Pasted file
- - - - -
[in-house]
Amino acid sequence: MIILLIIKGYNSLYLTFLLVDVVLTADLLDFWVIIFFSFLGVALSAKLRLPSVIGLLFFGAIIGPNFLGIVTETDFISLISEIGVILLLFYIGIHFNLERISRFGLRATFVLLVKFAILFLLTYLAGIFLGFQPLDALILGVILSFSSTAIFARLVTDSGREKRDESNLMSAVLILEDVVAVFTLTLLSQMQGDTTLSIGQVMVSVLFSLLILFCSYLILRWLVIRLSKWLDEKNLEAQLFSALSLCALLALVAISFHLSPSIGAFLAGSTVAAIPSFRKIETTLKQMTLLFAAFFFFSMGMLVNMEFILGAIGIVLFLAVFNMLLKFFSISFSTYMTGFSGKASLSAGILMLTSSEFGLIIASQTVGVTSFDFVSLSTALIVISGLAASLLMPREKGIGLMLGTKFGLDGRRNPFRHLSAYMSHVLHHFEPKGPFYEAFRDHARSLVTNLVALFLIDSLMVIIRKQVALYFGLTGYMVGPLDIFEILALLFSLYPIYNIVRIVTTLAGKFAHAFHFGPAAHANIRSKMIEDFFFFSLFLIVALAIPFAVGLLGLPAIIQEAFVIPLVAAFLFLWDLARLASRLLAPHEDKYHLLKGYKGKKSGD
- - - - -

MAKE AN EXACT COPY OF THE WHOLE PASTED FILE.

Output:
[in-house]
Amino acid sequence: MIILLIIKGYNSLYLTFLLVDVVLTADLLDFWVIIFFSFLGVALSAKLRLPSVIGLLFFGAIIGPNFLGIVTETDFISLISEIGVILLLFYIGIHFNLERISRFGLRATFVLLVKFAILFLLTYLAGIFLGFQPLDALILGVILSFSSTAIFARLVTDSGREKRDESNLMSAVLILEDVVAVFTLTLLSQMQGDTTLSIGQVMVSVLFSLLILFCSYLILRWLVIRLSKWLDEKNLEAQLFSALSLCALLALVAISFHLSPSIGAFLAGSTVAAIPSFRKIETTLKQMTLLFAAFFFFSMGMLVNMEFILGAIGIVLFLAVFNMLLKFFSISFSTYMTGFSGKASLSAGILMLTSSEFGLIIASQTVGVTSFDFVSLSTALIVISGLAASLLMPREKGIGLMLGTKFGLDGRRNPFRHLSAYMSHVLHHFEPKGPFYEAFRDHARSLVTNLVALFLIDSLMVIIRKQVALYFGLTGYMVGPLDIFEILALLFSLYPIYNIVRIVTTLAGKFAHAFHFGPAAHANIRSKMIEDFFFFSLFLIVALAIPFAVGLLGLPAIIQEAFVIPLVAAFLFLWDLARLASRLLAPHEDKYHLLKGYKGKKSGD